China expects further co-op at G20 summit

Updated: 2013-09-06 13:43


  Print Mail Large  Medium  Small    

BEIJING - Leaders of the Group of 20 (G20) economies gathered in the northwestern Russian city of St. Petersburg Thursday to discuss the world's current economic and financial situation.

In the face of a sluggish recovery in developed countries and fluctuations in emerging economies, the leaders will aim for further cooperation on the economic front.

Differences among members on political and security issues have strained the spirit of cooperation ahead of the summit.

However, the world still needs cohesion at the summit, which is expected to focus on the common interests of ensuring the global economy's stead recovery, rather than their political differences.

China, the world's second largest economy, hopes the summit will push forward cooperation, opening-up, reforms and further development.


Since the first G20 summit in 2009, leaders of the world's major economies have shown unprecedented courage and vision in promoting development, which has gradually established the summit as the top forum for global economic cooperation.

Prior to the summit, Chinese President Xi Jinping described the G20 as a "major forum for international economic cooperation" that would push the international community to strengthen coordination on macro economic policy.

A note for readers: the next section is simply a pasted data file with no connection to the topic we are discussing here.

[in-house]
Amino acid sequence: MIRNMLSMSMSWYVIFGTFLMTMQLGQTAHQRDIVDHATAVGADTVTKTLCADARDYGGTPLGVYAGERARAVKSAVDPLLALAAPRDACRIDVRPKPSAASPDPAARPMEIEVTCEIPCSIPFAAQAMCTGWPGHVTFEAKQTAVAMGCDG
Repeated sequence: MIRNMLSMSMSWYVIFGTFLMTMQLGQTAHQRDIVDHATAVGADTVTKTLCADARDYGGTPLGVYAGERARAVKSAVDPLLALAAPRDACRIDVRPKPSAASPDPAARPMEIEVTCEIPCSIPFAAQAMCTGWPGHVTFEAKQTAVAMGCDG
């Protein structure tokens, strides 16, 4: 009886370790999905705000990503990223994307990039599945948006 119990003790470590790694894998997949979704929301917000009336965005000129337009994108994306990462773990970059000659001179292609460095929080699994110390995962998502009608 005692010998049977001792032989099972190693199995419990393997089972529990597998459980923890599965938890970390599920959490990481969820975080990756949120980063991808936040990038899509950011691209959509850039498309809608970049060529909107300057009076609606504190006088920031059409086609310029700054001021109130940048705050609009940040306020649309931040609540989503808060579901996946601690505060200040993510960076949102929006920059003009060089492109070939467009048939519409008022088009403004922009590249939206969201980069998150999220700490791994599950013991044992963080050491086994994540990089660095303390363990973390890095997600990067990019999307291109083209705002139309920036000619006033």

Nevertheless, the summit has been distracted by a number of political factors, especially Washington's PRISM spying program and the Syrian crisis.

Although G20 members account for some 90 percent of the global economy, the group should not act as the UN and be involved in political and security disputes, but cooperate for "growth and employment" to cure the ailing global economy.

Chinese leaders have made clear that China's best contribution to the global economy is to ensure its own economic development and enhance economic competitiveness through structural reform.

Thanks to the dividend of reform, China's economic development will become steadier in the future.

In an ever-interconnecting world, it is indispensable for countries to coordinate their economic policy, which is the main aim of the G20.

The recent financial turbulence in emerging markets was partly caused by the U.S. Federal Reserve's move to taper down quantitative easing. As this kind of policy change has obvious spillovers, G20 members should communicate with each other effectively to guide the market.

Previous Page 1 2 3 Next Page



President Xi visits Central Asia, attends G20, SCO summits

Sept 3 to 13: Pay state visits to Turkmenistan, Kazakhstan, Uzbekistan and Kyrgyzstan.

Sept 5 to 6: Attend the eighth Leaders' Summit of the Group of Twenty (G20) in St. Petersburg.

Sept 13: Attend the 13th Meeting of the Council of Heads of Member States of the Shanghai Cooperation Organization (SCO) in Bishkek, the capital of Kyrgyzstan.


Chinese economy will not collapse

The Chinese government has steered their megacarrier through choppy seas quite successfully.

China's role in G20

I saw a China that is much more confident to put itself forward at G20 summit.


Beijing backs truce bid in Syria

Ties with Kyrgyzstan upgraded

Student's rare blood bonds Kazakhstan and China

Xi 'travels in time' along the ancient trade route

Xi in Kyrgyzstan for state visit, SCO summit

Silk Road to take on a new look